Jubilees 24-27 detail Jacob’s stealth as he buys Esau’s birthright and his journey to Gerar. Like the similar Abraham story, the lie concerning his wife is omitted. There is a long section (24:14-26) given the locations of various wells dug by Jacob. Isaac curses the Philistines (24:27-33). This curse is “written on heavenly tablets” and all which he said became true (24:33). Rebecca speaks to Jacob concerning his wife (25:1-3). He is to marry a member of the family, not a Canaanite woman as Esau did (25:4-10). Jacob agrees with his mother, and she blesses him (25:11-22). The words of this blessing are because the “spirit of truth” descends upon her, inspiriting her to speak the blessing, which is not unlike the Abrahamic covenant.

The plot to steal Esau’s blessing is expanded in chapter 26. The blessing is expanded as well (vss. 22-24 are very much like the Abrahamic covenant). Esau resolves to kill Jacob after his father tells him there is nothing which can be done and he is bound to serve his brother. In Jubilees Isaac and Rebecca tell Jacob to flee to Haran (ch. 27). Isaac tells Rebecca not to worry about the boy since the Lord will protect him. Jacob’s dream at Bethel is similar to the biblical version, including Jacob’s oath to serve the Lord.  The story of Jacob’s desire to marry Rachel is nearly the same as Genesis 29, but our writer adds detail on the tradition of marrying the eldest daughter first. The rest of this chapter summarizes Jacob’s two marriages and the birth of his children. Jacob leaves the household of Laban (as in the biblical narrative). As he returns to Canaan he separates from Esau and takes care of his father Isaac at Hebron.

Jubilees 30 retells the story of Levi and Simeon seeking revenge for the rape of their sister (30:1-6, 24-25). Inserted into this story is a teaching section on the law against marrying outside of Israel (7-17). Breach of this law was the basis of Levi’s anger – marriage to a foreign woman is a defilement. Because of his zeal for keeping this law, Levi is appointed to the priesthood (an appointment which is written in the heavenly tablets.) This is an example of the writer placing a present historical reality (levitical priesthood) in the history of the patriarch. If the children of Israel break this commandment, it will be written in the heavenly tablets.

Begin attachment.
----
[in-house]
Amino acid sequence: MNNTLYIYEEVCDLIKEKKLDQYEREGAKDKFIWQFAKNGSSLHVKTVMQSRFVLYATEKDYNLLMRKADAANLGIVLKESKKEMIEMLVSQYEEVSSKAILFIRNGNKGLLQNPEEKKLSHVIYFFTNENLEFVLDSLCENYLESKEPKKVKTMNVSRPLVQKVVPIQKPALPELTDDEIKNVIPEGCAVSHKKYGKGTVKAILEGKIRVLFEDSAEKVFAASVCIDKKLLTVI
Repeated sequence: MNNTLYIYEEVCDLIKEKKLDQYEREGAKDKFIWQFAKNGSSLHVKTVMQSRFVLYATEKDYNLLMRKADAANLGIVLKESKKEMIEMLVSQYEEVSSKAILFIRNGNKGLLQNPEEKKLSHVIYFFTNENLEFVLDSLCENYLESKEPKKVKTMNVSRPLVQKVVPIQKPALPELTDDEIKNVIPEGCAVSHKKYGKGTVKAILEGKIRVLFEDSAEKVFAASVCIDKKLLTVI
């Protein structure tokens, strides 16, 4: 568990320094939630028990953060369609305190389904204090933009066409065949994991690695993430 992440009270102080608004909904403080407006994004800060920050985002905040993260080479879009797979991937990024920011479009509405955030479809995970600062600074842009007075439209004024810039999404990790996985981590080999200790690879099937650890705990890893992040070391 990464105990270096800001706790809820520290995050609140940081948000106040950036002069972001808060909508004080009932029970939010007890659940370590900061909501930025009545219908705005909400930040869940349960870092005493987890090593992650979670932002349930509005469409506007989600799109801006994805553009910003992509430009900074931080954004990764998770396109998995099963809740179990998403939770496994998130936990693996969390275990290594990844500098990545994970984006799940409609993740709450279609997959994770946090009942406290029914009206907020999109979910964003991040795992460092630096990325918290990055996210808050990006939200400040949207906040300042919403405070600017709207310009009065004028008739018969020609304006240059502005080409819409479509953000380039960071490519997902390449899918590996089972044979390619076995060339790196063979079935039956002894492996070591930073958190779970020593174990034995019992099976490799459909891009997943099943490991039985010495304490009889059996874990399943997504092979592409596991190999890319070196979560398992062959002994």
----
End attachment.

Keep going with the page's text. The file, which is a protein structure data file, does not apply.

Isaac prepares to die in Jubilees 31, so there are several “blessings.” Jacob delivers two of his sons, Levi and Judah, who receive special blessings from their grandfather. This is significant since these sons and tribes will be associated with the priesthood and kingship later in the history of Israel, and at least in some streams of Judaism, with a coming messiah.

After the birth of his last son Jacob goes to Bethel and pays a tithe, as his grandfather Abraham did (ch. 32). For the writer of Jubilees, the law of the tithe is written on “heavenly tablets” and rooted in these patriarchal narratives. After giving the tithe Jacob intends to build a sanctuary at Bethel, but the Lord tells him not do in a vision. There is a heavenly, eternal sanctuary and no need for an earthly one. The Lord tells him he will die peacefully in Egypt. The chapter concludes with several death notices.